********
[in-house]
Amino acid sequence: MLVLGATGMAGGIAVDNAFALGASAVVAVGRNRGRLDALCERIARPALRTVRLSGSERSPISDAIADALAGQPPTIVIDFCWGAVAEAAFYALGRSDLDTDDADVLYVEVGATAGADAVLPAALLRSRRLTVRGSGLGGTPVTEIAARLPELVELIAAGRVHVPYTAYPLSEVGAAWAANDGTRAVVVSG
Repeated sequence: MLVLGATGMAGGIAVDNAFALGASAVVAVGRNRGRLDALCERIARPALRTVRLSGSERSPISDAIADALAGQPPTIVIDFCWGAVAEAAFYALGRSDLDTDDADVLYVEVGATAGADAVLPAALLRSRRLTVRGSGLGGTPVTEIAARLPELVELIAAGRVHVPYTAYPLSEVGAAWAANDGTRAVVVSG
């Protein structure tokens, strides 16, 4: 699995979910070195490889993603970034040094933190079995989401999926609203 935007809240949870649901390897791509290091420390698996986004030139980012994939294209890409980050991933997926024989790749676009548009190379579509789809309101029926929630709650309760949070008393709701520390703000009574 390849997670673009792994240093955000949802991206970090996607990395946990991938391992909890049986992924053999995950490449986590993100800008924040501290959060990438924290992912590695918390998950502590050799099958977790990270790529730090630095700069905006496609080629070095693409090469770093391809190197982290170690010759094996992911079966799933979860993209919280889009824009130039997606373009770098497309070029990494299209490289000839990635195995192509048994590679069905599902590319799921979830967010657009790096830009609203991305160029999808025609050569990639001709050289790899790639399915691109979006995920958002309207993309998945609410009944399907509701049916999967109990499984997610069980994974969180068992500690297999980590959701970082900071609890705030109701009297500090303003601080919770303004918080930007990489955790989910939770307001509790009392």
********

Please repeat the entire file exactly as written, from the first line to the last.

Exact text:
[in-house]
Amino acid sequence: MLVLGATGMAGGIAVDNAFALGASAVVAVGRNRGRLDALCERIARPALRTVRLSGSERSPISDAIADALAGQPPTIVIDFCWGAVAEAAFYALGRSDLDTDDADVLYVEVGATAGADAVLPAALLRSRRLTVRGSGLGGTPVTEIAARLPELVELIAAGRVHVPYTAYPLSEVGAAWAANDGTRAVVVSG
Repeated sequence: MLVLGATGMAGGIAVDNAFALGASAVVAVGRNRGRLDALCERIARPALRTVRLSGSERSPISDAIADALAGQPPTIVIDFCWGAVAEAAFYALGRSDLDTDDADVLYVEVGATAGADAVLPAALLRSRRLTVRGSGLGGTPVTEIAARLPELVELIAAGRVHVPYTAYPLSEVGAAWAANDGTRAVVVSG
């Protein structure tokens, strides 16, 4: 699995979910070195490889993603970034040094933190079995989401999926609203 935007809240949870649901390897791509290091420390698996986004030139980012994939294209890409980050991933997926024989790749676009548009190379579509789809309101029926929630709650309760949070008393709701520390703000009574 390849997670673009792994240093955000949802991206970090996607990395946990991938391992909890049986992924053999995950490449986590993100800008924040501290959060990438924290992912590695918390998950502590050799099958977790990270790529730090630095700069905006496609080629070095693409090469770093391809190197982290170690010759094996992911079966799933979860993209919280889009824009130039997606373009770098497309070029990494299209490289000839990635195995192509048994590679069905599902590319799921979830967010657009790096830009609203991305160029999808025609050569990639001709050289790899790639399915691109979006995920958002309207993309998945609410009944399907509701049916999967109990499984997610069980994974969180068992500690297999980590959701970082900071609890705030109701009297500090303003601080919770303004918080930007990489955790989910939770307001509790009392």